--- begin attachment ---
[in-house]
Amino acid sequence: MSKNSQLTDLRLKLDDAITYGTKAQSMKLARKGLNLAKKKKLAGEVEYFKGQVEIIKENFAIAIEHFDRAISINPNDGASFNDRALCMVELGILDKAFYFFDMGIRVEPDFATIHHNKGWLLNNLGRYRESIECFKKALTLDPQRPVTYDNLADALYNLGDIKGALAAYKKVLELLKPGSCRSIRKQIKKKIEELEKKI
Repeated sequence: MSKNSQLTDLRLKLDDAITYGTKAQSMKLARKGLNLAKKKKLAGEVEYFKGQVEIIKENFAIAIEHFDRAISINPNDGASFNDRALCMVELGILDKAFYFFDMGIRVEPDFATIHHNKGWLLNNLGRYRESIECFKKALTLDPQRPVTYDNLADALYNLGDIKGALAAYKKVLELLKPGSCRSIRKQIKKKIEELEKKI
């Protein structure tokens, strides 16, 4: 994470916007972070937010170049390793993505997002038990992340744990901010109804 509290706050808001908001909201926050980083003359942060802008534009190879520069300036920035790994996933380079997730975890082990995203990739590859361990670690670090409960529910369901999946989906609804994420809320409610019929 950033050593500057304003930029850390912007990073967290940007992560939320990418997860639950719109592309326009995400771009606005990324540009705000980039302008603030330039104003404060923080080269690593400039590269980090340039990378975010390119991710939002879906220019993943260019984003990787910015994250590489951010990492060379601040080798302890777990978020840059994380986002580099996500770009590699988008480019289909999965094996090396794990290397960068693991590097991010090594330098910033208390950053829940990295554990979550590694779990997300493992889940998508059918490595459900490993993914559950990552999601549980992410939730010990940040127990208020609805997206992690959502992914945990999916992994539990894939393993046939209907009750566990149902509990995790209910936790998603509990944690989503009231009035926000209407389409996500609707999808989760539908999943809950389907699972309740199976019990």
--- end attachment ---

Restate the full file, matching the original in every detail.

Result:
[in-house]
Amino acid sequence: MSKNSQLTDLRLKLDDAITYGTKAQSMKLARKGLNLAKKKKLAGEVEYFKGQVEIIKENFAIAIEHFDRAISINPNDGASFNDRALCMVELGILDKAFYFFDMGIRVEPDFATIHHNKGWLLNNLGRYRESIECFKKALTLDPQRPVTYDNLADALYNLGDIKGALAAYKKVLELLKPGSCRSIRKQIKKKIEELEKKI
Repeated sequence: MSKNSQLTDLRLKLDDAITYGTKAQSMKLARKGLNLAKKKKLAGEVEYFKGQVEIIKENFAIAIEHFDRAISINPNDGASFNDRALCMVELGILDKAFYFFDMGIRVEPDFATIHHNKGWLLNNLGRYRESIECFKKALTLDPQRPVTYDNLADALYNLGDIKGALAAYKKVLELLKPGSCRSIRKQIKKKIEELEKKI
């Protein structure tokens, strides 16, 4: 994470916007972070937010170049390793993505997002038990992340744990901010109804 509290706050808001908001909201926050980083003359942060802008534009190879520069300036920035790994996933380079997730975890082990995203990739590859361990670690670090409960529910369901999946989906609804994420809320409610019929 950033050593500057304003930029850390912007990073967290940007992560939320990418997860639950719109592309326009995400771009606005990324540009705000980039302008603030330039104003404060923080080269690593400039590269980090340039990378975010390119991710939002879906220019993943260019984003990787910015994250590489951010990492060379601040080798302890777990978020840059994380986002580099996500770009590699988008480019289909999965094996090396794990290397960068693991590097991010090594330098910033208390950053829940990295554990979550590694779990997300493992889940998508059918490595459900490993993914559950990552999601549980992410939730010990940040127990208020609805997206992690959502992914945990999916992994539990894939393993046939209907009750566990149902509990995790209910936790998603509990944690989503009231009035926000209407389409996500609707999808989760539908999943809950389907699972309740199976019990």